Namibia at the heart of the global uranium strategy


Twenty years after its independence in 1990, Namibia has been propelled at the heart of the global uranium strategy for years to come. It is currently the fourth largest producer and will even become the second largest after Kazakhstan. The Rössing mine in the beautiful Namib Desert, which is said to be the oldest in the world (5 millions years old), was at work long before Namibia's independence. But with the rise of emerging markets and the ideology of growth to solve all economic problems, the uranium vultures are rushing in and new opencast mines are growing like tumors in this beautiful desert. There are currently about twenty.


Australian and English companies have a large stake in the Rössing Mine (Rio Tinto) but the French are involved, too, and others that are difficult to detect in these dense cobwebs called multinationals. Iran has a 10% participation and stated recently that this uranium is intended for "civil" purposes. However, experts know that Iran has the necessary technology and engineers to produce plutonium (for bombs) from uranium within months.

In 2009, Namibia supplied 10% of the global demand, which is 50 000 tonnes. 45% of the uranium vultures are Asian, especially China (35%). Two years ago the Chinese President Hu Jintao visited Namibia in person to negotiate with the government. Then comes Japan with 10% of purchases, and the other main industrialized countries. Last year, President Medvedev of Russia came to buy a large part of the future Usab mine, 53 km from Swakopmund but was turned down by the Swakop Uranium consortium, run by Australians.


France is also increasingly present with Areva (also very active in Niger), which has even rapidly built a desalination plant for water from the Atlantic as the water table beneath the desert is overexploited as in other countries. Together with the mines, the well endowed embassies of major foreign powers in Windhoek show the importance of energy as a global issue with the major powers playing a mysterious chess game deciding the future of the world.

Experts ensure that there are currently 50 000 tonnes of uranium on the world market, more than sufficient to satisfy the demand of 40 000 tonnes by the 376 nuclear plants in the world, a number which will soon rise to 400, due to China's development. The uranium will be needed for at least the next 20 years, by which time other energy sources will partially replace it: sun, water, geothermal, gas, wind, coal. However, experts are less forthcoming about the storage of radioactive waste. It is even thought that some big countries started to store it on the Skeleton Coast several years ago.


What about the rest of Africa? Despite its recent protocol on civil use of nuclear power, we must admit that only South Africa can sustain a nuclear power plant - and already does so - as it has the necessary infrastructure, technology and experts. Other "emerging" countries in Africa - Nigeria, Ghana, Kenya, Morocco, Egypt and Algeria - would no doubt like to have "their" small nuclear plant, but it is utopia as they currently lack the costly and sophisticated resources.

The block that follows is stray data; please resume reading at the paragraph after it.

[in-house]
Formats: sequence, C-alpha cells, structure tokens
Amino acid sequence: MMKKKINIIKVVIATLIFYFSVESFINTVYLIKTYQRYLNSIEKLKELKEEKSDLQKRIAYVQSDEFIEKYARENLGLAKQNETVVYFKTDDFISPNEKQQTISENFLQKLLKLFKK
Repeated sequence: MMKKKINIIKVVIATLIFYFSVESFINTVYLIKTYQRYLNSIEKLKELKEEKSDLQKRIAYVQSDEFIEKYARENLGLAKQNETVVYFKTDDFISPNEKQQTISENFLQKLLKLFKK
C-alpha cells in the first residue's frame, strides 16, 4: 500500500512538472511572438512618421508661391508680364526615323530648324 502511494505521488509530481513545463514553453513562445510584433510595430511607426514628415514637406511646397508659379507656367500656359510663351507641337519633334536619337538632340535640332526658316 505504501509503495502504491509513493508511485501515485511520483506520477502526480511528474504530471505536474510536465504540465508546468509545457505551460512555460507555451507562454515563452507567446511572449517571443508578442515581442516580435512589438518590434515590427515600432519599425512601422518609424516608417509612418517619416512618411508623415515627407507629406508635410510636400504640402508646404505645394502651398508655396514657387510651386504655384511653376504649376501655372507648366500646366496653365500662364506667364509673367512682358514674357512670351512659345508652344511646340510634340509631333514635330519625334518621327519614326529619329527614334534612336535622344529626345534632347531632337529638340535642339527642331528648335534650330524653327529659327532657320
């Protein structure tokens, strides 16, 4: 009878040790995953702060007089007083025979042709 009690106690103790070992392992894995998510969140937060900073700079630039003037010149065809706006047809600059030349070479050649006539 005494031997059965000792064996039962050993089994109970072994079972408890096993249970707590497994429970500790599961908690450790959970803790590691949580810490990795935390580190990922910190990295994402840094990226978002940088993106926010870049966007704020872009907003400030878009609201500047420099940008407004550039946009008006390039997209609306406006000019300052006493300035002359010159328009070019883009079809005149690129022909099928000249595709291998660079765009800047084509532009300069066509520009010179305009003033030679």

It is amazing to think that the global strategy of uranium becomes so important at a time where there is a lot of talk about sustainable development, protection of the environment, and even "de-growth" at major international conferences. On the one hand, each "powerful" country gives the impression of wanting to frighten its neighbors by having "his" bomb (e.g. Iran and Israel). On the other hand it seems also that each country wants growth, consumerism, competition, "innovation", to give work to millions of the potentially unemployed.


In the case of the future Usab mine (Swakop Uranium), a serious independent feasibility study showing the positive and negative aspects known to many has been done: the effects on water, air, wildlife, flora tourism, increased transport, noise as well as more skilled immigrants with much potential for social conflict. The study also mentions that the exploitation activities will last only 12-15 years. So far, there has been no visible protest.

In general, the majority of the population (2 million) is unable to understand the global strategic issues affecting their country or the real consequences for the country where democracy - which was so deeply desired after the South African colonisation - is being undermined: the Parliament is not consulted, there is no referendum, the President and the Ministers decide as if the resources were theirs by divine right. We do not know how much transnational corporations pay in, what they move abroad, or how the significant revenues will be used for the good of all. This is the secret of the gods who seem to have gone crazy, distributing operating licenses like fresh cakes ...


Christine von Garnier

Antenne suisse Réseau Afrique Europe Foi et Justice


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